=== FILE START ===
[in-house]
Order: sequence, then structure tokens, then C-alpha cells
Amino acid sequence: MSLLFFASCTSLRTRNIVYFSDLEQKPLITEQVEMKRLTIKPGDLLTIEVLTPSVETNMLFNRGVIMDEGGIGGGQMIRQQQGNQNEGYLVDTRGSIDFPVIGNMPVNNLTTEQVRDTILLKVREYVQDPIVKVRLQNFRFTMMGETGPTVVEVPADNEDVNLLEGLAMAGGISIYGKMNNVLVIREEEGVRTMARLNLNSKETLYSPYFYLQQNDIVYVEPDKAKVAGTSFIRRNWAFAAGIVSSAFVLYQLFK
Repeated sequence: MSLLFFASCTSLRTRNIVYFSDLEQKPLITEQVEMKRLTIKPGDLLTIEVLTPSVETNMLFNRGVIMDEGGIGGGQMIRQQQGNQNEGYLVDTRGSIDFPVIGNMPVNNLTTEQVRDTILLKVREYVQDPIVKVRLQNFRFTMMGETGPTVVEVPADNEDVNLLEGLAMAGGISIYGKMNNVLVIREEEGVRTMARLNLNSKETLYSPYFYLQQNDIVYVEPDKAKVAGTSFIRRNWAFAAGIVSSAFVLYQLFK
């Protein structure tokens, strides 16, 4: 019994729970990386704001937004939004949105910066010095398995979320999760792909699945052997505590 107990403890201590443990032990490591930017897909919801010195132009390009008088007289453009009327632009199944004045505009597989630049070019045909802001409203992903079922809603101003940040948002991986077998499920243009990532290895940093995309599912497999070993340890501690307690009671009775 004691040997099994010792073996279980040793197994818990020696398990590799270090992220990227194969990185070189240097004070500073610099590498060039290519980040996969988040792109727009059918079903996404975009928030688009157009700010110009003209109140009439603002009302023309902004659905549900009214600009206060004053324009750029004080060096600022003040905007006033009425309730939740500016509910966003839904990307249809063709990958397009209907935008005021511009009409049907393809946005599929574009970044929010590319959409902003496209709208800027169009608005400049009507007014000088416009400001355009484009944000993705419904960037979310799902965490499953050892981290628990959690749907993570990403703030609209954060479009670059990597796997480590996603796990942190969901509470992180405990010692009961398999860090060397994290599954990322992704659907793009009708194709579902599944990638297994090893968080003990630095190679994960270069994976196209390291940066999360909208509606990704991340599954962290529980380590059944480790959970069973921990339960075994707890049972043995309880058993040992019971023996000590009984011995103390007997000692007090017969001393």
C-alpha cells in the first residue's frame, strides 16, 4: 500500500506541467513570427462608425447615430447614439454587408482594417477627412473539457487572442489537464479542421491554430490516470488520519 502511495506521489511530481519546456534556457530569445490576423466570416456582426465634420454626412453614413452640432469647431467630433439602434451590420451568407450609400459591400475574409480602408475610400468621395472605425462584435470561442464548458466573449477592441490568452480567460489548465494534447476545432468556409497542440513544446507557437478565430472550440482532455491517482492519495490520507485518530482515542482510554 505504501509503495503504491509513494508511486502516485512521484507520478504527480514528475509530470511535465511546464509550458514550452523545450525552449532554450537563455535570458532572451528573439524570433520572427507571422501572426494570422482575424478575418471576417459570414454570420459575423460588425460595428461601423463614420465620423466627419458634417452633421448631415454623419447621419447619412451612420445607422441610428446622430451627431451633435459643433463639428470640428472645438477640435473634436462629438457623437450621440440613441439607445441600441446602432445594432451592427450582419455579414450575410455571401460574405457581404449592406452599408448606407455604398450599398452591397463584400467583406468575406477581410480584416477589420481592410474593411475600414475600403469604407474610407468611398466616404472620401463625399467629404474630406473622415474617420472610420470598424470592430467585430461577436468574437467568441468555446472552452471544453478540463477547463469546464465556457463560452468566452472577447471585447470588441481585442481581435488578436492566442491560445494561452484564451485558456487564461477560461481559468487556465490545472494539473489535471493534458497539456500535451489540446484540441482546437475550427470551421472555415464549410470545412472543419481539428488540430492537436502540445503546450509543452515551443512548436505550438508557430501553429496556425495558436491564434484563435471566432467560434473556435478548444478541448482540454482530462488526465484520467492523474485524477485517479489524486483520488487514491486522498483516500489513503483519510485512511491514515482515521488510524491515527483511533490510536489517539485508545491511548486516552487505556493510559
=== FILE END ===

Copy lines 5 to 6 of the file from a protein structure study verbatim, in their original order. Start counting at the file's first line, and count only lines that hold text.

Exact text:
């Protein structure tokens, strides 16, 4: 019994729970990386704001937004939004949105910066010095398995979320999760792909699945052997505590 107990403890201590443990032990490591930017897909919801010195132009390009008088007289453009009327632009199944004045505009597989630049070019045909802001409203992903079922809603101003940040948002991986077998499920243009990532290895940093995309599912497999070993340890501690307690009671009775 004691040997099994010792073996279980040793197994818990020696398990590799270090992220990227194969990185070189240097004070500073610099590498060039290519980040996969988040792109727009059918079903996404975009928030688009157009700010110009003209109140009439603002009302023309902004659905549900009214600009206060004053324009750029004080060096600022003040905007006033009425309730939740500016509910966003839904990307249809063709990958397009209907935008005021511009009409049907393809946005599929574009970044929010590319959409902003496209709208800027169009608005400049009507007014000088416009400001355009484009944000993705419904960037979310799902965490499953050892981290628990959690749907993570990403703030609209954060479009670059990597796997480590996603796990942190969901509470992180405990010692009961398999860090060397994290599954990322992704659907793009009708194709579902599944990638297994090893968080003990630095190679994960270069994976196209390291940066999360909208509606990704991340599954962290529980380590059944480790959970069973921990339960075994707890049972043995309880058993040992019971023996000590009984011995103390007997000692007090017969001393």
C-alpha cells in the first residue's frame, strides 16, 4: 500500500506541467513570427462608425447615430447614439454587408482594417477627412473539457487572442489537464479542421491554430490516470488520519 502511495506521489511530481519546456534556457530569445490576423466570416456582426465634420454626412453614413452640432469647431467630433439602434451590420451568407450609400459591400475574409480602408475610400468621395472605425462584435470561442464548458466573449477592441490568452480567460489548465494534447476545432468556409497542440513544446507557437478565430472550440482532455491517482492519495490520507485518530482515542482510554 505504501509503495503504491509513494508511486502516485512521484507520478504527480514528475509530470511535465511546464509550458514550452523545450525552449532554450537563455535570458532572451528573439524570433520572427507571422501572426494570422482575424478575418471576417459570414454570420459575423460588425460595428461601423463614420465620423466627419458634417452633421448631415454623419447621419447619412451612420445607422441610428446622430451627431451633435459643433463639428470640428472645438477640435473634436462629438457623437450621440440613441439607445441600441446602432445594432451592427450582419455579414450575410455571401460574405457581404449592406452599408448606407455604398450599398452591397463584400467583406468575406477581410480584416477589420481592410474593411475600414475600403469604407474610407468611398466616404472620401463625399467629404474630406473622415474617420472610420470598424470592430467585430461577436468574437467568441468555446472552452471544453478540463477547463469546464465556457463560452468566452472577447471585447470588441481585442481581435488578436492566442491560445494561452484564451485558456487564461477560461481559468487556465490545472494539473489535471493534458497539456500535451489540446484540441482546437475550427470551421472555415464549410470545412472543419481539428488540430492537436502540445503546450509543452515551443512548436505550438508557430501553429496556425495558436491564434484563435471566432467560434473556435478548444478541448482540454482530462488526465484520467492523474485524477485517479489524486483520488487514491486522498483516500489513503483519510485512511491514515482515521488510524491515527483511533490510536489517539485508545491511548486516552487505556493510559